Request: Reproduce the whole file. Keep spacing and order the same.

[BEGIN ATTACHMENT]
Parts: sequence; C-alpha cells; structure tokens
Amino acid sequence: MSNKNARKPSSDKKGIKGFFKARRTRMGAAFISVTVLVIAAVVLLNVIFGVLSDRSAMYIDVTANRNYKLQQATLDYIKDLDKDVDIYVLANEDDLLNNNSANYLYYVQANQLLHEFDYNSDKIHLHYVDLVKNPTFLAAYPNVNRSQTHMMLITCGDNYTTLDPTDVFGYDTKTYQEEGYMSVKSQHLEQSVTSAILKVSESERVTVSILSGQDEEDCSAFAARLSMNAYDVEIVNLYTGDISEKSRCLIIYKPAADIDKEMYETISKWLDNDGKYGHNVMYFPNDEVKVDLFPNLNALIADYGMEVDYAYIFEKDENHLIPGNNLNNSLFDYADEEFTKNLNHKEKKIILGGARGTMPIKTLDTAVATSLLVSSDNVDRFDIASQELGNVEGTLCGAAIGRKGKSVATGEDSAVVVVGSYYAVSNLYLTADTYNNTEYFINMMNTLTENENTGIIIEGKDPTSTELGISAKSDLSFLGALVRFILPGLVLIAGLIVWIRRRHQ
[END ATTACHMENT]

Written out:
Parts: sequence; C-alpha cells; structure tokens
Amino acid sequence: MSNKNARKPSSDKKGIKGFFKARRTRMGAAFISVTVLVIAAVVLLNVIFGVLSDRSAMYIDVTANRNYKLQQATLDYIKDLDKDVDIYVLANEDDLLNNNSANYLYYVQANQLLHEFDYNSDKIHLHYVDLVKNPTFLAAYPNVNRSQTHMMLITCGDNYTTLDPTDVFGYDTKTYQEEGYMSVKSQHLEQSVTSAILKVSESERVTVSILSGQDEEDCSAFAARLSMNAYDVEIVNLYTGDISEKSRCLIIYKPAADIDKEMYETISKWLDNDGKYGHNVMYFPNDEVKVDLFPNLNALIADYGMEVDYAYIFEKDENHLIPGNNLNNSLFDYADEEFTKNLNHKEKKIILGGARGTMPIKTLDTAVATSLLVSSDNVDRFDIASQELGNVEGTLCGAAIGRKGKSVATGEDSAVVVVGSYYAVSNLYLTADTYNNTEYFINMMNTLTENENTGIIIEGKDPTSTELGISAKSDLSFLGALVRFILPGLVLIAGLIVWIRRRHQ